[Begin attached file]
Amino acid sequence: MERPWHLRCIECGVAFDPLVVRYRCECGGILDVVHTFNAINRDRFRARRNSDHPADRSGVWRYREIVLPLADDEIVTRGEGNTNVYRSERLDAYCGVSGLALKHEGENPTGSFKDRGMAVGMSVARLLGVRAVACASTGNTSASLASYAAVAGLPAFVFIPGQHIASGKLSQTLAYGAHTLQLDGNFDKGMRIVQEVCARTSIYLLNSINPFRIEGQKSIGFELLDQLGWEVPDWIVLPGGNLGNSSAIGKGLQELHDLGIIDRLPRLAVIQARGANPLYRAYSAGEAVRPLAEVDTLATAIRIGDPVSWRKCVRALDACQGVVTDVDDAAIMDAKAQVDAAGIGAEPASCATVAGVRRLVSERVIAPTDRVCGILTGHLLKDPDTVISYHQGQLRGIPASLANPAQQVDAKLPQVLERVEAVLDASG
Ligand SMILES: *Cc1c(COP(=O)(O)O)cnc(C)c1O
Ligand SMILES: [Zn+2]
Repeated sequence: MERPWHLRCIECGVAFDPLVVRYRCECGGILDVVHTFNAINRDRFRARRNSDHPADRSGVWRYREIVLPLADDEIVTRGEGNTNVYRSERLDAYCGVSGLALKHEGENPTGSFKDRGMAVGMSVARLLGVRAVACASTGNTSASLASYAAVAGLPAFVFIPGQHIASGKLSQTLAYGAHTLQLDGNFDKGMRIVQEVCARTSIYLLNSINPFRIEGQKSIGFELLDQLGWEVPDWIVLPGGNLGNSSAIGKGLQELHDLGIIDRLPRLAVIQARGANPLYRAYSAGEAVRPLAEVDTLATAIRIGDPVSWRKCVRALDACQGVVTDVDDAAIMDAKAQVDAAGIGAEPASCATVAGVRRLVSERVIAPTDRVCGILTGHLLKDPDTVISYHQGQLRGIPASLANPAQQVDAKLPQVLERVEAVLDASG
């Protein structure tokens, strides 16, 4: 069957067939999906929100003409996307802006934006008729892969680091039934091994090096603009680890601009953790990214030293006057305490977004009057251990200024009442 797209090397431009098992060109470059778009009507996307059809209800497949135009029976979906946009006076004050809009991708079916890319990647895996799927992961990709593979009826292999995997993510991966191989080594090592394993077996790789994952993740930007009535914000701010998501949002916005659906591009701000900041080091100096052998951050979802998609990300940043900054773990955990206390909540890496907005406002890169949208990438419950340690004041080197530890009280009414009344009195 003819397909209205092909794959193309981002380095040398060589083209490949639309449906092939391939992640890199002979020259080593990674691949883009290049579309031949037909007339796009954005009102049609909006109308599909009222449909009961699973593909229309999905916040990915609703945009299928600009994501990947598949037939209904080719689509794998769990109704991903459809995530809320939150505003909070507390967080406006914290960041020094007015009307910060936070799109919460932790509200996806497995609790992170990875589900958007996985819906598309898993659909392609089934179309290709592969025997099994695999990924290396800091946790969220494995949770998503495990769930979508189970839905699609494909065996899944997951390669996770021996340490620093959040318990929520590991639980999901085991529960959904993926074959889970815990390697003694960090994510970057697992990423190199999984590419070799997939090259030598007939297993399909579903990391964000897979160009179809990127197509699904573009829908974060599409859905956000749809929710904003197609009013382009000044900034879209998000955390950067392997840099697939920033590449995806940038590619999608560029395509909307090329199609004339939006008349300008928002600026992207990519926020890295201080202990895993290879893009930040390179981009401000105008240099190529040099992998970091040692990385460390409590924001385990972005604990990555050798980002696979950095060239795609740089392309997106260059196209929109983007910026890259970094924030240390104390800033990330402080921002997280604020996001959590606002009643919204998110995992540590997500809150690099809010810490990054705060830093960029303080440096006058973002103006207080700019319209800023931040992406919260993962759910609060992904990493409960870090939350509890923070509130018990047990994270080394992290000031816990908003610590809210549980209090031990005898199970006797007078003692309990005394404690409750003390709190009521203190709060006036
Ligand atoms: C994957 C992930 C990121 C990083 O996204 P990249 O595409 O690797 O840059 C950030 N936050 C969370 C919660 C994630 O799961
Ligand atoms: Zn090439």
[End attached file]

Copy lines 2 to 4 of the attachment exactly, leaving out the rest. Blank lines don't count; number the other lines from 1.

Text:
Ligand SMILES: *Cc1c(COP(=O)(O)O)cnc(C)c1O
Ligand SMILES: [Zn+2]
Repeated sequence: MERPWHLRCIECGVAFDPLVVRYRCECGGILDVVHTFNAINRDRFRARRNSDHPADRSGVWRYREIVLPLADDEIVTRGEGNTNVYRSERLDAYCGVSGLALKHEGENPTGSFKDRGMAVGMSVARLLGVRAVACASTGNTSASLASYAAVAGLPAFVFIPGQHIASGKLSQTLAYGAHTLQLDGNFDKGMRIVQEVCARTSIYLLNSINPFRIEGQKSIGFELLDQLGWEVPDWIVLPGGNLGNSSAIGKGLQELHDLGIIDRLPRLAVIQARGANPLYRAYSAGEAVRPLAEVDTLATAIRIGDPVSWRKCVRALDACQGVVTDVDDAAIMDAKAQVDAAGIGAEPASCATVAGVRRLVSERVIAPTDRVCGILTGHLLKDPDTVISYHQGQLRGIPASLANPAQQVDAKLPQVLERVEAVLDASG